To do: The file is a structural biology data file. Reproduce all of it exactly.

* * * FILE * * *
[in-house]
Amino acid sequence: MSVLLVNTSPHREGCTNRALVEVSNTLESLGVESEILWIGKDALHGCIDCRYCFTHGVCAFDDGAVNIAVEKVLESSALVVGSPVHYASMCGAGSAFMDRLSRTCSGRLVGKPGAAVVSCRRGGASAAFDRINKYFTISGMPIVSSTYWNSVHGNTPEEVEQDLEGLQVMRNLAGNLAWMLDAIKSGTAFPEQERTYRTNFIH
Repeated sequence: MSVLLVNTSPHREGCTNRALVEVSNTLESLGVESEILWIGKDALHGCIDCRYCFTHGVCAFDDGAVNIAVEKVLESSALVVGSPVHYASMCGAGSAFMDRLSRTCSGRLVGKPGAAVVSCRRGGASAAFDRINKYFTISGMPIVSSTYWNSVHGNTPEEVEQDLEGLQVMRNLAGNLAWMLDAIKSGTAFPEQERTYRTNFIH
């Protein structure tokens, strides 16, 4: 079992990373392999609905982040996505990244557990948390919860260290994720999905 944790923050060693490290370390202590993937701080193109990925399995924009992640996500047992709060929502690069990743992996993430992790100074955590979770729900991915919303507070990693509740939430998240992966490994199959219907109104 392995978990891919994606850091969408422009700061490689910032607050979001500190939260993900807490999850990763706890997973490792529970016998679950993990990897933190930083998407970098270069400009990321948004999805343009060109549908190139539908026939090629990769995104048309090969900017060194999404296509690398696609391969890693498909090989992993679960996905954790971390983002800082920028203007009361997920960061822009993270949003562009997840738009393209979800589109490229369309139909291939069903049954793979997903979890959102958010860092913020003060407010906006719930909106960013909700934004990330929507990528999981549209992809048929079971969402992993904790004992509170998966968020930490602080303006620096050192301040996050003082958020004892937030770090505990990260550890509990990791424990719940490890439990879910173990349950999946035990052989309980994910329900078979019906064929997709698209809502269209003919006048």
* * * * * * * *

[in-house]
Amino acid sequence: MSVLLVNTSPHREGCTNRALVEVSNTLESLGVESEILWIGKDALHGCIDCRYCFTHGVCAFDDGAVNIAVEKVLESSALVVGSPVHYASMCGAGSAFMDRLSRTCSGRLVGKPGAAVVSCRRGGASAAFDRINKYFTISGMPIVSSTYWNSVHGNTPEEVEQDLEGLQVMRNLAGNLAWMLDAIKSGTAFPEQERTYRTNFIH
Repeated sequence: MSVLLVNTSPHREGCTNRALVEVSNTLESLGVESEILWIGKDALHGCIDCRYCFTHGVCAFDDGAVNIAVEKVLESSALVVGSPVHYASMCGAGSAFMDRLSRTCSGRLVGKPGAAVVSCRRGGASAAFDRINKYFTISGMPIVSSTYWNSVHGNTPEEVEQDLEGLQVMRNLAGNLAWMLDAIKSGTAFPEQERTYRTNFIH
């Protein structure tokens, strides 16, 4: 079992990373392999609905982040996505990244557990948390919860260290994720999905 944790923050060693490290370390202590993937701080193109990925399995924009992640996500047992709060929502690069990743992996993430992790100074955590979770729900991915919303507070990693509740939430998240992966490994199959219907109104 392995978990891919994606850091969408422009700061490689910032607050979001500190939260993900807490999850990763706890997973490792529970016998679950993990990897933190930083998407970098270069400009990321948004999805343009060109549908190139539908026939090629990769995104048309090969900017060194999404296509690398696609391969890693498909090989992993679960996905954790971390983002800082920028203007009361997920960061822009993270949003562009997840738009393209979800589109490229369309139909291939069903049954793979997903979890959102958010860092913020003060407010906006719930909106960013909700934004990330929507990528999981549209992809048929079971969402992993904790004992509170998966968020930490602080303006620096050192301040996050003082958020004892937030770090505990990260550890509990990791424990719940490890439990879910173990349950999946035990052989309980994910329900078979019906064929997709698209809502269209003919006048």